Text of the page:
6. You’ll have time to party.
This is the fun part: you’ll be able to PARTY, for sure. Of course, everyone has different majors, study habits, timetables and goals. But don’t worry about not being able to have fun. If you manage your study hours correctly, you’ll have the weekends off, and a lot of Saturday nights free.

As long as you don’t overdo it and you set your priorities straight, you’ll never feel overwhelmed.

7. Travel!
I am very lucky to be living in France. The best part about it, is that I can travel to neighboring countries (Spain, Holland, England, Italy, Switzerland, Germany…) by train for cheap prices. Make the most of your vacations, and go to next door countries or cities! Get cultural experience, go on road trips, get summer jobs, get internships, get inspired! NOW is the time to travel. Once you graduate from college, you’ll be too busy starting a career to travel the world.

8. College is not like ‘American Pie‘.
Guys, the first blond girl you meet will not be your party girl. Don’t be one of those dorks who think that treating girls badly makes them attractive. Women don’t find mean jocks cute anymore. College women don’t want to hang out with highschool boys and their rude fantasies. They want grown-up gentlemen.

Ladies, even though highschool is different from college, it’s still similar. Rumors still spread, couples still cheat, some girls are still mean, some boys are still pigs. You’re most likely not going to find the love of your life on the first try.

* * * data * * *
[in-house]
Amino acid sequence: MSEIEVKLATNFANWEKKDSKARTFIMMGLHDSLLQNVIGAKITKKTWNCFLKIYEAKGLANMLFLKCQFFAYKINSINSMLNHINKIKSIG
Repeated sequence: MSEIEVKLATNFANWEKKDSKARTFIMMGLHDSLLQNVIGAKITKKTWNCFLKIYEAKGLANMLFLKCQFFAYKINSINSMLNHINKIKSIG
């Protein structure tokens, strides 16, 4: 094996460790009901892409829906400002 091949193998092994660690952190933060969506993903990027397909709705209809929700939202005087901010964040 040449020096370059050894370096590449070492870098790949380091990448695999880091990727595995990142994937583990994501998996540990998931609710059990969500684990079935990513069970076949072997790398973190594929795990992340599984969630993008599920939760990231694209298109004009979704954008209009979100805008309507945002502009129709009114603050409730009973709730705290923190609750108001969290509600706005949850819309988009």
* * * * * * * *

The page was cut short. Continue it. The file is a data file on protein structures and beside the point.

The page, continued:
Studies show that one-third of long-term couples meet in places where no other couples have met, not in college like chick flicks.

9. You won’t get perfect grades.
The first semester is always the hardest. That’s why your parents are nagging you about reading, studying and learning before you start your classes. You’re not used to this new environment, you’ll still be adjusting by the end of the year. You will get a bad grade, you’ll probably get many. Then you’ll pick yourself up, study harder and start again.

Don’t be a 6th grader and cry because you got a C- in Math.

10. Your money is NOT unlimited.
This is probably the most IMPORTANT one on the list. Make sure you learn how to budget your money properly before you start living on your own. Ask your parents to help you make a list of all the expenses you will most likely have per month. If you know how to use programs like Excel, this will make your life much easier.

Keep ALL receipts, spend wisely, buy the things you need, save your money for the things you want. Always set aside a small amount of money for emergencies. Never leave your bank account in negative or at zero. Make sure you put away the money you earn in a savings account for future projects, trips and big expenses. Also, collect all the coins you have. Extra change always comes in handy. Especially when you’re poor and you have no milk in the fridge. Those quarters you threw in your bag will definitely be useful.
College life is easy when you’re organized and well prepared. It’s a great new experience and your adult life has just begun. In a few years, you’ll look back at these years and remember the best memories of your life.



Do you have additional advice to give to future or present college students? Post a comment below !


2 thoughts on “Things you don’t know when you graduate.

  1. Wow, Zahra! That makes me want to go back to those college days and do it all over again, especially as the traveling part wasn’t so cheap back then!